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  • Gold has been on the back foot amid a stronger dollar in recent trade, dropping to the low $1830s recently.
  • A stronger dollar amid risk-off and dovish ECB news has weighed on precious metal markets.

Spot gold prices (XAU/USD) have been on the back foot in recent trade, dropping from early European morning session highs of above $1850 to recent lows of the day just above $1830. That means spot prices have now lost grip of the 200-day moving average at $1847, around which prices had consolidated during Asia Pacific trade.

Driving the downside has been a stronger US dollar, which has picked up amid a broad deterioration in the market’s appetite for risk. Though the market is seeing volatility in other asset classes (such as stocks), trade-in precious metals markets is likely to remain somewhat constrained as traders tread water ahead of Wednesday’s FOMC meeting; the FOMC will release the results of their latest monetary policy decision at 19:00GMT and FOMC Chairman Jerome Powell will address and take questions from the media at 19:30GMT. As of right now, spot gold prices are 0.8% or about $15 lower on the day.

Driving the day

“Turn-around Tuesday”, which saw global equities strengthen and safe havens currencies come under pressure, did not materialise into a lasting pick up in risk appetite. Indeed, European equities are back on the defensive (Stoxx -1.7%) and US stocks just saw an ugly open (S&P 500 -1.4%). Covid-19 concerns (about the spread of new strains, lockdowns and international travel restrictions) are being cited, as are worries that the EU might turn towards vaccine protectionism as its programme falls further behind that of the UK and US.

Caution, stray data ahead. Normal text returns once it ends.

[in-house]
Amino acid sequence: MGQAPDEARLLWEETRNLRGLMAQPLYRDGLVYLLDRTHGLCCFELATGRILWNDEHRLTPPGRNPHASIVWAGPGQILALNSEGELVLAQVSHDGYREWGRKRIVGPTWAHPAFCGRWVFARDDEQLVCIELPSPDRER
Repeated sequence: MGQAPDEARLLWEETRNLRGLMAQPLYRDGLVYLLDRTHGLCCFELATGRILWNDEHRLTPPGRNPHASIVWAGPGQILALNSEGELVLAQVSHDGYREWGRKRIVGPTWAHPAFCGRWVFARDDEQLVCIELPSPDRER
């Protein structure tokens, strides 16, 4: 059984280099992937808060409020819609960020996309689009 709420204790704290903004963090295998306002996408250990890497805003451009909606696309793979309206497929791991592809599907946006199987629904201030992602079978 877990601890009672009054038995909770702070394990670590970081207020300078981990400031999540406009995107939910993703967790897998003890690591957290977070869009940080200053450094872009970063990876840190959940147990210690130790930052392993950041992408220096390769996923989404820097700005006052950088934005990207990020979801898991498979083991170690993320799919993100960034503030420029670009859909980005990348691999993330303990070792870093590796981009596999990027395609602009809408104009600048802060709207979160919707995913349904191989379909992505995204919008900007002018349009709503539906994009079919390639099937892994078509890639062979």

Meanwhile, as the manic battle between retail traders and short-selling hedge funds continues (retail traders, egged on by billionaires such as Elon Musk, are pumping stocks like GameStop in an attempt to force a short squeeze), concerns that such behavior might be indicative of a broader stock market bubble are growing. Some analysts see recent moves as symbolic of a market that may be overvalued following floods of fiscal and monetary stimulus unleashed by authorities in 2020 in order to ward off the economic impact of Covid-19. Newton Investment Management’s Catherine Doyle told Reuters that people “taking a punt on the market” is a sign that “risk appetite has got carried away”.

Whatever is causing the downside, the stock market sell-off is having its usual impact on other asset classes; bond yields are down, commodities such as crude oil and industrial metals are down and in FX markets, USD is far and away the best performer and the stronger US dollar is weighed on precious metals.

USD strength is being exacerbated by dovish commentary from ECB members and sources on Wednesday; ECB Governing Council Member Klaas Knot, who is typically one of the more hawkish members at the bank, made dovish remarks in which he said that the ECB has the necessary tools, including further rate cuts, to prevent any further strengthening of the EUR. Meanwhile, only a few minutes ago, ECB sources cited by Bloomberg said that ECB officials reportedly think that markets are underestimating the odds that the bank might cut interest rates and policymakers at the bank are said to agree that such stimulus remains a viable option. This latest news triggered a bout of weakness in EUR (and other G10 pairs) and strength in the US dollar, which has weighed on precious metal markets.